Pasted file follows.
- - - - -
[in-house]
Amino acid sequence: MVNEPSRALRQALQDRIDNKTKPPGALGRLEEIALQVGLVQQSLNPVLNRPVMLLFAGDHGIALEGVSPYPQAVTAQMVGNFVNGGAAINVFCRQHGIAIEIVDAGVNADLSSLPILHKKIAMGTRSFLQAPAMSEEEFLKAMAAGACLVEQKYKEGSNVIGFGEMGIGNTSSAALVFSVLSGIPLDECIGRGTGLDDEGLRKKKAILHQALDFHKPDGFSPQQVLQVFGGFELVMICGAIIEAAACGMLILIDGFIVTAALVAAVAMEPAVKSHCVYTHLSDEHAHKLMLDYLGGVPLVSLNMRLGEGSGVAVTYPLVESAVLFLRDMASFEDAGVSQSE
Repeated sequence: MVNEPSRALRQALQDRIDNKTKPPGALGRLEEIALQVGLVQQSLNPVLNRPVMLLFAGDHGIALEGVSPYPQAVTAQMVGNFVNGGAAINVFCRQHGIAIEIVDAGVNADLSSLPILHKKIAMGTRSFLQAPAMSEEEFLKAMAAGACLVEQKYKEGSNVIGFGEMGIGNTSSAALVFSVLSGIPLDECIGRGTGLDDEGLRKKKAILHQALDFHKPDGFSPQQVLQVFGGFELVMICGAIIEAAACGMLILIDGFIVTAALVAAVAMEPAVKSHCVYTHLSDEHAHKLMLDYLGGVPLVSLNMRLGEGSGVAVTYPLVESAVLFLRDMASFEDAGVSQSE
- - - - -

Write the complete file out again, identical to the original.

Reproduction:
[in-house]
Amino acid sequence: MVNEPSRALRQALQDRIDNKTKPPGALGRLEEIALQVGLVQQSLNPVLNRPVMLLFAGDHGIALEGVSPYPQAVTAQMVGNFVNGGAAINVFCRQHGIAIEIVDAGVNADLSSLPILHKKIAMGTRSFLQAPAMSEEEFLKAMAAGACLVEQKYKEGSNVIGFGEMGIGNTSSAALVFSVLSGIPLDECIGRGTGLDDEGLRKKKAILHQALDFHKPDGFSPQQVLQVFGGFELVMICGAIIEAAACGMLILIDGFIVTAALVAAVAMEPAVKSHCVYTHLSDEHAHKLMLDYLGGVPLVSLNMRLGEGSGVAVTYPLVESAVLFLRDMASFEDAGVSQSE
Repeated sequence: MVNEPSRALRQALQDRIDNKTKPPGALGRLEEIALQVGLVQQSLNPVLNRPVMLLFAGDHGIALEGVSPYPQAVTAQMVGNFVNGGAAINVFCRQHGIAIEIVDAGVNADLSSLPILHKKIAMGTRSFLQAPAMSEEEFLKAMAAGACLVEQKYKEGSNVIGFGEMGIGNTSSAALVFSVLSGIPLDECIGRGTGLDDEGLRKKKAILHQALDFHKPDGFSPQQVLQVFGGFELVMICGAIIEAAACGMLILIDGFIVTAALVAAVAMEPAVKSHCVYTHLSDEHAHKLMLDYLGGVPLVSLNMRLGEGSGVAVTYPLVESAVLFLRDMASFEDAGVSQSE